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58   THE PIONEERS OF OLD ONTARIO

setting sun changed the St. Lawrence into a rib-bon of gold his eyes turned toward the south and he said he would die in peace if he could but see the children and grandchildren who once played about his knee. But death came with the night and next morning his body was laid, with those of other American dead, in a trench east of the house, where our orchard was afterwards planted."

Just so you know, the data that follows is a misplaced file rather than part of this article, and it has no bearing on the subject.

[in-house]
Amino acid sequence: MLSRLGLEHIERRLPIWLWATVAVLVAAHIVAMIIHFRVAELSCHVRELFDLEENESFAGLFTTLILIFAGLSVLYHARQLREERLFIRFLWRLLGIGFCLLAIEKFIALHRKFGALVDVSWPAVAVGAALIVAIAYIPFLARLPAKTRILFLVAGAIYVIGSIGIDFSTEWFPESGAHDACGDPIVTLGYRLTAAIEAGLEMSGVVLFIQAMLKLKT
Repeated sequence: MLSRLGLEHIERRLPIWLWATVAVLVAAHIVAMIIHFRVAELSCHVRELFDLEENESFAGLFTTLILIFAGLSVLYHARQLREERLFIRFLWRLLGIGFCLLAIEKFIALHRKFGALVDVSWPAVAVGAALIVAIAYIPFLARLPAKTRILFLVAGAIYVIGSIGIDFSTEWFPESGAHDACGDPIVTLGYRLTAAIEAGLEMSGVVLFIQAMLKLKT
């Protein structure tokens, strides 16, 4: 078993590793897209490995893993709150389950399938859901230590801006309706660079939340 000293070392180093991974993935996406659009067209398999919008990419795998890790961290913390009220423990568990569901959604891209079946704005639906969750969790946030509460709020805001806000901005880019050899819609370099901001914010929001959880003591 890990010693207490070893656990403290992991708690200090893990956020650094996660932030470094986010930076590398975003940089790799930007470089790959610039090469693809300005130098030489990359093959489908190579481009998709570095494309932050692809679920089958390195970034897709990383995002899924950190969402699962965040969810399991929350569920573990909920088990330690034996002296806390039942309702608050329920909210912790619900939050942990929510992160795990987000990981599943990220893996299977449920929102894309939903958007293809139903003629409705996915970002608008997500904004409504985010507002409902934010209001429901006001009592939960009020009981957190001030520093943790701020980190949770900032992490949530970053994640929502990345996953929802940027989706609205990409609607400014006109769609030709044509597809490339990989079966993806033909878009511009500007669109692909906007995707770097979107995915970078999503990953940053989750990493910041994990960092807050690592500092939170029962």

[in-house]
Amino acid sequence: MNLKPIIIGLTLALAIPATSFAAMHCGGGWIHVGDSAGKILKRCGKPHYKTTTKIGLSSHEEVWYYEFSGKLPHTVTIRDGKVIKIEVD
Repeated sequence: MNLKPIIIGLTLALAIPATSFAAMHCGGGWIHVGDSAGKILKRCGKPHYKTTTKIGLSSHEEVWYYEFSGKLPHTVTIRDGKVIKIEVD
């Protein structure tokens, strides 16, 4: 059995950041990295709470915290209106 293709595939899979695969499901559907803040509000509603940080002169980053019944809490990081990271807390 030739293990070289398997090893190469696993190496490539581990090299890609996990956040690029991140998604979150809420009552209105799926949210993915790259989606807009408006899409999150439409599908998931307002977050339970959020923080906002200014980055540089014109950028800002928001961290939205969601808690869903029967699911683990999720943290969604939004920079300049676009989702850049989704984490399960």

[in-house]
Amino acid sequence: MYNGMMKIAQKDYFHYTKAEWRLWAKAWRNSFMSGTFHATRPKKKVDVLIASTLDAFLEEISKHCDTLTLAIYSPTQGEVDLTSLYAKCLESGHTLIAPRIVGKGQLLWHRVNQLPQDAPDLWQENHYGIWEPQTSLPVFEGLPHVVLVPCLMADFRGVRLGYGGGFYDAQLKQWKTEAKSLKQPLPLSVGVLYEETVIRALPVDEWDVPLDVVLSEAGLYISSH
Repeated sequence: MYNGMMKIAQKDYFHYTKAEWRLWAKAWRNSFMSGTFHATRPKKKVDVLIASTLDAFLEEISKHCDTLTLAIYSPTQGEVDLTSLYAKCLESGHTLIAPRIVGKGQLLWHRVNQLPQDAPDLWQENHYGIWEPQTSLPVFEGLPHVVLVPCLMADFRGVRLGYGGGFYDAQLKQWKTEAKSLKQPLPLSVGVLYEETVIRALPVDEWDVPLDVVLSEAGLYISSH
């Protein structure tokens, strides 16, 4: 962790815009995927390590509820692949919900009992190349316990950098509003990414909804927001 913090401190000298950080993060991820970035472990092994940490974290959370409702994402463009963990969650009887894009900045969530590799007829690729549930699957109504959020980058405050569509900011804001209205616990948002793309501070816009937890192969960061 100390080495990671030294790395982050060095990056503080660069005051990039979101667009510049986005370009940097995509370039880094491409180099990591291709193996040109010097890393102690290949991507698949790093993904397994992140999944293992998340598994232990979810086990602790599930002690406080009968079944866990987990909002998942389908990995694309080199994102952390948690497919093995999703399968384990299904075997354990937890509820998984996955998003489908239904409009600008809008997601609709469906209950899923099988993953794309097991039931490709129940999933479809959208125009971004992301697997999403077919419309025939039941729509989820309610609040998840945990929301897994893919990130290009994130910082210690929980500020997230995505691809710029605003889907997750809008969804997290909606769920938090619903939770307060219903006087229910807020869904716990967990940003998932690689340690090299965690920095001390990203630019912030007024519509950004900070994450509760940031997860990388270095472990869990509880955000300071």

Mr. Cook was able to point out the exact position of an American four-gun battery, as the log and earth breastworks still remained until he himself removed them in the 'seventies to place the ground under cultivation. At the base of the Casselman barn, which was standing when the battle was fought, I was shown a round hole in a board. The hole, ac-cording to tradition, was made by a British round-shot that killed three Americans. The Casselman of 1813 afterwards dug up the ball from where it had buried itself in the ground and it was still preserved in the Casselman home at the time of my visit. In the Cook home I saw what looked like a carpet ball (painted red, white, and blue) but which, Mr. Cook told me, was a cannon-shot fired at the house by one of the British gunboats in the river. Mr. Casselman had a musket his grandfather found hidden in a strawstack after the battle. He thought it had been left there by an American, but as the piece bore the Tower mark this was hardly possible unless the weapon had been captured from the British in a previous engagement. Bullets were dug up by the hundred in the years following the battle, a few being found


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